The most recent full album by Belgian artist Paul Van Haver, or Stromae.
Racine Carrée. Square root. And in the mathematical fashion of a genius, Stromae delivers his latest collection with biting precision, cohesion, and a little bit of madness. His stage name is a neat refashioning of the orchestral title, maestro, and Stromae is indeed the head of his art. Known for his precise, clean attire and pastel colors, such as those that dominate the music video of one song, “Papaoutai,” Stromae is all-creative, spontaneous while constricted, contracted in bursts of passion and method. The French-speaking album is colored with a worldview grippingly unsugarcoated, unfazed, that might be hard at first to swallow, but still raw with truth about the lives we live.
At once Stromae is vicious and snarling, mighty and resolute, then vulnerable and terribly lonely. He is able to build a persona within several minutes, and then another, until it’s unclear which maestro is conducting the orchestra. In “Formidable,” a viral favorite, Stromae embodies a drunk, dumped man wandering the street while spouting bitter life advice to passerby. In the music video, literally; it was shot in public with ignorant bystanders, his startling shouts even drawing the attention of the police. The people he meets in the song create a narrative of their own: first, he meets a young woman who hurries away as soon as he says he was dumped for his infertility; then a young man, swaggering about with his brand new marriage ring; and finally a young boy, mistaken for a girl, who blushes when Stromae delivers crushing lines about the reality of marriage. Every song is a jewel, fully formed. Stromae sings with purpose, his songs loaded with barbed messages concrete and oblique. “Quand C’est” is a horror track, where quand c’est?, or when is it? When will it be? is hollowly echoed with cancer, cancer in English as well, which have similar sounds in French. Stromae relays a disturbing narrative of a man whose family has already blossomed with the disease, and now sees cancer as an enemy, lurking in the shadows, choosing where to strike next. The man’s relationship with the illness is bracingly honest, as Stromae notes sarcastically the warning on cigarettes, Fumer tue, or Smoking kills, yet Mais tu m’aides, But you help me. There’s the song “Tous Les Mêmes,” a thrillingly take on the battle of the sexes, as Stromae slides fluidly between man and woman. “Carmen” is about the self-stuffed millennials with a neck crick from looking at their phones too long, and “Bâtard” is a politically-charged epic that flips relentlessly between the two sides of politics today. It also recognizes Stromae as Ni l’un ni l’autre, Not one or the other, who hails himself from mixed Rwandan and Belgian heritage. In the end, the song crowns those who shy away from taking a stance as bâtards, bastards, who were, and will remain.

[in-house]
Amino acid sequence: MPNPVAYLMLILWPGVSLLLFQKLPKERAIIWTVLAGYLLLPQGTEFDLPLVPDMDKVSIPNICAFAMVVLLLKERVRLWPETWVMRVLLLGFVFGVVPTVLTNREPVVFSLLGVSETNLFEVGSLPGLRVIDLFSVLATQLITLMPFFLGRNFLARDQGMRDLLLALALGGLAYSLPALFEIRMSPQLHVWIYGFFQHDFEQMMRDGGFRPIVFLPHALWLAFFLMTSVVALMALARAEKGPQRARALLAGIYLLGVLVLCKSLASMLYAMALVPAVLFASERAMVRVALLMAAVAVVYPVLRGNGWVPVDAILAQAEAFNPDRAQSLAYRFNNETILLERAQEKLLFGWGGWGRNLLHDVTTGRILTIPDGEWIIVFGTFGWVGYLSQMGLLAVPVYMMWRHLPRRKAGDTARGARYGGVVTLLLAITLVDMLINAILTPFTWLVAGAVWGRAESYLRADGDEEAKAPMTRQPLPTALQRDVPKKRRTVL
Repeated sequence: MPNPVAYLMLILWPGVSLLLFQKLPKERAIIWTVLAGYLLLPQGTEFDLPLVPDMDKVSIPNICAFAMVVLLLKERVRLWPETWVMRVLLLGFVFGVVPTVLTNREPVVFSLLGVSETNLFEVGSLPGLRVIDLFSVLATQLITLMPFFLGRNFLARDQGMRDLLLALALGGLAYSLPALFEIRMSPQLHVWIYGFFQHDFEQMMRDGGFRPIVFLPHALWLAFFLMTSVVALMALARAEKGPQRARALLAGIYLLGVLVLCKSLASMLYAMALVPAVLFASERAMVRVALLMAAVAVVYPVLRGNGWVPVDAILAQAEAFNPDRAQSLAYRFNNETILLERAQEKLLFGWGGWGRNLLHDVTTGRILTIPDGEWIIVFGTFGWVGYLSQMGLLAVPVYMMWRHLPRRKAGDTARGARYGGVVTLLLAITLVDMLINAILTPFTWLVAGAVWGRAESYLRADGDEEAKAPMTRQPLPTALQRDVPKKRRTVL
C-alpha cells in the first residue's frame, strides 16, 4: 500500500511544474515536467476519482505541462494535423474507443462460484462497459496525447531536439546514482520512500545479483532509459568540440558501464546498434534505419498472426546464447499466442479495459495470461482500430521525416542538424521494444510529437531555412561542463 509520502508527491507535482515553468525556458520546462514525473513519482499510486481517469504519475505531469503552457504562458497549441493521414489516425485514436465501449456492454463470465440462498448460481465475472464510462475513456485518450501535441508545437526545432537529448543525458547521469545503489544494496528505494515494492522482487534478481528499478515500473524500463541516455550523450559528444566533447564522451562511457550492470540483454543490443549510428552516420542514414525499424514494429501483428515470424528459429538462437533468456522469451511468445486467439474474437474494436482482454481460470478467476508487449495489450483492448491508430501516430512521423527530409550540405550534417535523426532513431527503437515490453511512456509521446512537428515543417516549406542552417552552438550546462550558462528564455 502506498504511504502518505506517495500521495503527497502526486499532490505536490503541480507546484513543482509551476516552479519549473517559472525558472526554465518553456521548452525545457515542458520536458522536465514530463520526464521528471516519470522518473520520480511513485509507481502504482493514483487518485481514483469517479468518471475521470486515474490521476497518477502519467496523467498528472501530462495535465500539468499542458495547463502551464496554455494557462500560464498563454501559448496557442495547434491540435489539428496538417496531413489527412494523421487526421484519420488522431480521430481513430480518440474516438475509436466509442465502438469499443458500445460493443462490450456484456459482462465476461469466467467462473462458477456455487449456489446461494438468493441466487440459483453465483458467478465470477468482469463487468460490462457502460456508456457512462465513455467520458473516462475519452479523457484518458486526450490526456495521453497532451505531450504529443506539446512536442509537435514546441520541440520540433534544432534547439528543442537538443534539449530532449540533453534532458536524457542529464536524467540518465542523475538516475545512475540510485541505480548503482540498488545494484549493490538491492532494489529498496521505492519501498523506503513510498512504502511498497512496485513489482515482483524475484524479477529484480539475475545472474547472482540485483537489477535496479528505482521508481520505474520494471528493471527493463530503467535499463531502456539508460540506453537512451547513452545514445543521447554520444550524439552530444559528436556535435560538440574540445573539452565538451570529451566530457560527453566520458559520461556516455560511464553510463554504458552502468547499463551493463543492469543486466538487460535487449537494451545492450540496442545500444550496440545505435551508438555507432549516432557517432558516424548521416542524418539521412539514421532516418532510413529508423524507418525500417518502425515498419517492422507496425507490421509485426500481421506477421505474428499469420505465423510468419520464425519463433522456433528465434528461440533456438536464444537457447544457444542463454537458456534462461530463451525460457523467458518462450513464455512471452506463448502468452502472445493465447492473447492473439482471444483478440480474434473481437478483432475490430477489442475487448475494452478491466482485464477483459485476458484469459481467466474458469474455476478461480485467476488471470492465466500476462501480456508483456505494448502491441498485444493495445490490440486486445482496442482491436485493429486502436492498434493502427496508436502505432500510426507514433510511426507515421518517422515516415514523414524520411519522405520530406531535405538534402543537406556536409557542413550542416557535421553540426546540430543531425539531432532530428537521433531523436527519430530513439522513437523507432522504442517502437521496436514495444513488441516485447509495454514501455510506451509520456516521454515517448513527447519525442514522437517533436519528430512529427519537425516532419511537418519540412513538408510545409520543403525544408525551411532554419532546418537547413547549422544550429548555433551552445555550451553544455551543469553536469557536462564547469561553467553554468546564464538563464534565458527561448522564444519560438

There’s so much stuff in each song, so much art and so much vile, vicious truth it’s intoxicating just to watch. Even if you aren’t studying French, the album is worth the time. Like the diversity of Kpop fans, who don’t all listen for the Korean, there’s the music--you’ve probably already heard “Papaoutai” on the radio, the addictive, sensational single that describes the universal search for father figures. “Tous Les Mêmes” has a slinking beat, practically embodying the music video’s dark jewel colors, and “Batard” is raw, full of claps and shouts, appearing to pull more from his African heritage. For me, it can be hard to draw the line between what electronic music makes your head spin and what makes your heart sing. The maestro knows when to dial it back for more vocals and piano, like in “Formidable.” But all songs are fully danceable, like “Moules Frites,” and Stromae does dance.
It’s diverse. It’s shocking. It’s also slightly cynical, looking at you in the eye while satirizing all our silly little lives. Stromae’s Racine Carrée is, ironically, fully rounded. C’est la vie.